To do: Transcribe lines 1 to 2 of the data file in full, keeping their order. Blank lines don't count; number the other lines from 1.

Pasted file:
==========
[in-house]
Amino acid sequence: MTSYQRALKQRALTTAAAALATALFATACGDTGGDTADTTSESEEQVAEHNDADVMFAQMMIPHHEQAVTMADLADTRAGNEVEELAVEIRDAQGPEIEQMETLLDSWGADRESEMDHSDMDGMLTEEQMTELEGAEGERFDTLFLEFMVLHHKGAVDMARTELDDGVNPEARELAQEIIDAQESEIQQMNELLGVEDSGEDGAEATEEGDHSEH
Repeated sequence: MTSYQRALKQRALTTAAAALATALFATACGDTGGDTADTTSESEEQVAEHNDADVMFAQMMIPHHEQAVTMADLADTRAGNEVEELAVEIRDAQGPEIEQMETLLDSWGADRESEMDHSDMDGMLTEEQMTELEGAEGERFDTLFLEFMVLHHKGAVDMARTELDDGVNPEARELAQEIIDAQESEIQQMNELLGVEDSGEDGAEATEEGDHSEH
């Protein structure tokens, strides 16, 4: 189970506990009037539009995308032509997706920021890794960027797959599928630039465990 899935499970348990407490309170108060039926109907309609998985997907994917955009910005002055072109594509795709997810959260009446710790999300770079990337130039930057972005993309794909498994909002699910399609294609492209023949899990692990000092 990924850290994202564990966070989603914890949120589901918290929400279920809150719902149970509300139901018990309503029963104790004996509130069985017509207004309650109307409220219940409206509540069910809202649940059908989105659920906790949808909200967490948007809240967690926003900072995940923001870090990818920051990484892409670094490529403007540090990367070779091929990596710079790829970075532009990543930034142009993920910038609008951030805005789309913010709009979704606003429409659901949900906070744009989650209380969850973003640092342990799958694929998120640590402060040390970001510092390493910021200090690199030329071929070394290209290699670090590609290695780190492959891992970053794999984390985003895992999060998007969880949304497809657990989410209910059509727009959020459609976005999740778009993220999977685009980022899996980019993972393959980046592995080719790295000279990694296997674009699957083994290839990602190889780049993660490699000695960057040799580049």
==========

[in-house]
Amino acid sequence: MTSYQRALKQRALTTAAAALATALFATACGDTGGDTADTTSESEEQVAEHNDADVMFAQMMIPHHEQAVTMADLADTRAGNEVEELAVEIRDAQGPEIEQMETLLDSWGADRESEMDHSDMDGMLTEEQMTELEGAEGERFDTLFLEFMVLHHKGAVDMARTELDDGVNPEARELAQEIIDAQESEIQQMNELLGVEDSGEDGAEATEEGDHSEH